Golden hour isn't actually an hour, it depends on a number of factors including the date, time and location of the photographer in relation to the sun. Some days might only have that magical light for 5 minutes, some days it doesn't make an appearance at all due to cloud cover. 

The timing of golden hour can pose problems when photographing babies, toddlers and young children who might usually be in bed during this time. I stand by the statement that I would rather have a happy child than a beautifully lit angry child. But if the sun-drenched images in my portfolio drew you to my work, I ask that you consider being flexible to scheduling your shoot during golden hour. As a mother of two myself, I understand how important routines are to a child's day. But if you think your child/children can handle it, and you can do things to mitigate meltdowns (such as pushing nap time back, bringing snacks, promising a very special treat following the session), my advice is to go for it.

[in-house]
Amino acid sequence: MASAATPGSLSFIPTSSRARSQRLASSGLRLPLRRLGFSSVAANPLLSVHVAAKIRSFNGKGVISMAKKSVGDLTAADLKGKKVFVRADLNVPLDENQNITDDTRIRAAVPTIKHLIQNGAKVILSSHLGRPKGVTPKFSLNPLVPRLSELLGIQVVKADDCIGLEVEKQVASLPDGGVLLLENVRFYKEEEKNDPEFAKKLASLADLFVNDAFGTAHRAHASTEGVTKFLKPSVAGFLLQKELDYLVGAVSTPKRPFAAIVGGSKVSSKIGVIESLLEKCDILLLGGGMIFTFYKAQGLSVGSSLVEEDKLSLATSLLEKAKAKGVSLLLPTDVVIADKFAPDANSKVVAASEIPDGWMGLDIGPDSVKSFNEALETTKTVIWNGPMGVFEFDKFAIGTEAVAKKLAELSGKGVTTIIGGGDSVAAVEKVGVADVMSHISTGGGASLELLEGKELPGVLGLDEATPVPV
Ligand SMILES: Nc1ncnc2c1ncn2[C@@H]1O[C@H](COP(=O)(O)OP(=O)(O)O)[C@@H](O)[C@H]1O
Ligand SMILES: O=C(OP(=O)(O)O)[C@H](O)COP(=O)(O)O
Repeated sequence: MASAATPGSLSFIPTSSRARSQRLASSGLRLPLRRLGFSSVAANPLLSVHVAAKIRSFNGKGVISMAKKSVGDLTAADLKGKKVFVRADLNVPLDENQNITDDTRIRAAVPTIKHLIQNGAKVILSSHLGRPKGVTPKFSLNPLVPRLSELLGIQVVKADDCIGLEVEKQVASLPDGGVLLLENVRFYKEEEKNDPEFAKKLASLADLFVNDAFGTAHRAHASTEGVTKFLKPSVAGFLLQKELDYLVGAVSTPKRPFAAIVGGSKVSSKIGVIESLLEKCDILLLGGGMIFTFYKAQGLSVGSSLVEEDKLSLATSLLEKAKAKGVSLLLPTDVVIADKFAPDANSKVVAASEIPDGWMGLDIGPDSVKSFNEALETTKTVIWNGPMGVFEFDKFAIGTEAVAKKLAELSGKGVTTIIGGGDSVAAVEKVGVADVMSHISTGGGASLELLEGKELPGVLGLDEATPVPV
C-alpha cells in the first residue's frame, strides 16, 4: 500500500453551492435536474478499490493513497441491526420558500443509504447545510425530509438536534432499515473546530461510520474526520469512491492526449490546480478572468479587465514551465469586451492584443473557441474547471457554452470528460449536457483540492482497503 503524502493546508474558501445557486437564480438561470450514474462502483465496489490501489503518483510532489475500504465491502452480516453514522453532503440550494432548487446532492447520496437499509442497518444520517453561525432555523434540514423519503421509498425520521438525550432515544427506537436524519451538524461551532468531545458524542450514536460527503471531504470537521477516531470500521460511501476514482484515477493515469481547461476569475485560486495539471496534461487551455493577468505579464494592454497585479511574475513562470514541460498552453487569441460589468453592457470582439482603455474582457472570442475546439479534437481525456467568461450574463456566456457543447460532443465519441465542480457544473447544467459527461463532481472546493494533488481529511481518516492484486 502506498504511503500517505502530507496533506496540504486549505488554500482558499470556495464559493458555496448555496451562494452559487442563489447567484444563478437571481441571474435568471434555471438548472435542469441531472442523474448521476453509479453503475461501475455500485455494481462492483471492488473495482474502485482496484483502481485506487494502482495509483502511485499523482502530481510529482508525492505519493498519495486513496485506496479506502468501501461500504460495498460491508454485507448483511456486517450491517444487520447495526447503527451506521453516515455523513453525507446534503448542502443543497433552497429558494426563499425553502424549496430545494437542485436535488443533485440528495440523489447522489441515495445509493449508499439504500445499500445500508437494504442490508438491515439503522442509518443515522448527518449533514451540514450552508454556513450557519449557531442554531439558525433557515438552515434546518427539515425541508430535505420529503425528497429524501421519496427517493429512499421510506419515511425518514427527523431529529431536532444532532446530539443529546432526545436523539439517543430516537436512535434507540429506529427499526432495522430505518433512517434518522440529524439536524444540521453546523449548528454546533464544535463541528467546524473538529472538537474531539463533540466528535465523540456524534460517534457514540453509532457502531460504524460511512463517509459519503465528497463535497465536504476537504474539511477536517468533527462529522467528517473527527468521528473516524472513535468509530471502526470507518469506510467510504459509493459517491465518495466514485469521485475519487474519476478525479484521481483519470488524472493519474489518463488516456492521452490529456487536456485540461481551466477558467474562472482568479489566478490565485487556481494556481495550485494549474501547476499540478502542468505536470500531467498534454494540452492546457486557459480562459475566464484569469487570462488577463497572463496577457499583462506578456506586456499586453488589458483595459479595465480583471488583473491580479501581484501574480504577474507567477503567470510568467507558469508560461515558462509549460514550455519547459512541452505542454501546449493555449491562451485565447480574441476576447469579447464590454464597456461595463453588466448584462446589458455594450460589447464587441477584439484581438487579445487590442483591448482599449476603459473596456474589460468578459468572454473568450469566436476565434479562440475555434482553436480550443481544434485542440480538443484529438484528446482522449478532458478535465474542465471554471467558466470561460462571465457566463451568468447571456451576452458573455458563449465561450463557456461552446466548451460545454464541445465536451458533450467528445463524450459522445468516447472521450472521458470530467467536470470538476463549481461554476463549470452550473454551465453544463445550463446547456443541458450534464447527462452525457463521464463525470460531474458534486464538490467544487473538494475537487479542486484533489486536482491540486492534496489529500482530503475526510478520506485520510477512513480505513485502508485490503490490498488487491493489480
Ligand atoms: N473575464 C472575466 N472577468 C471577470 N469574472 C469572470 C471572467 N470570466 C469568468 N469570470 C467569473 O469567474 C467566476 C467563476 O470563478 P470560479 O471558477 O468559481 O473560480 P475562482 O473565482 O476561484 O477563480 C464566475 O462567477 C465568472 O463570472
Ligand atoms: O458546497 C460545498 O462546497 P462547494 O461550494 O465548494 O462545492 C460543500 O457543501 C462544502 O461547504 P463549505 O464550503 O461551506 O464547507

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Location
I've lived in Loudoun county for 6 years, and I am still taken aback by it's rural beauty. Some of my favorite spots for photographing families are rugged and rustic...i.e. you will probably have to drive a ways to get to the location, that route will most likely include a gravel road, we might have to pause the session to swat a few gnats, and I'll almost always advise to check for ticks afterwards. I prefer locations that aren't teeming with people so that your family can relax and be yourselves, and you are free from fear of your child/children running into danger. 

Posing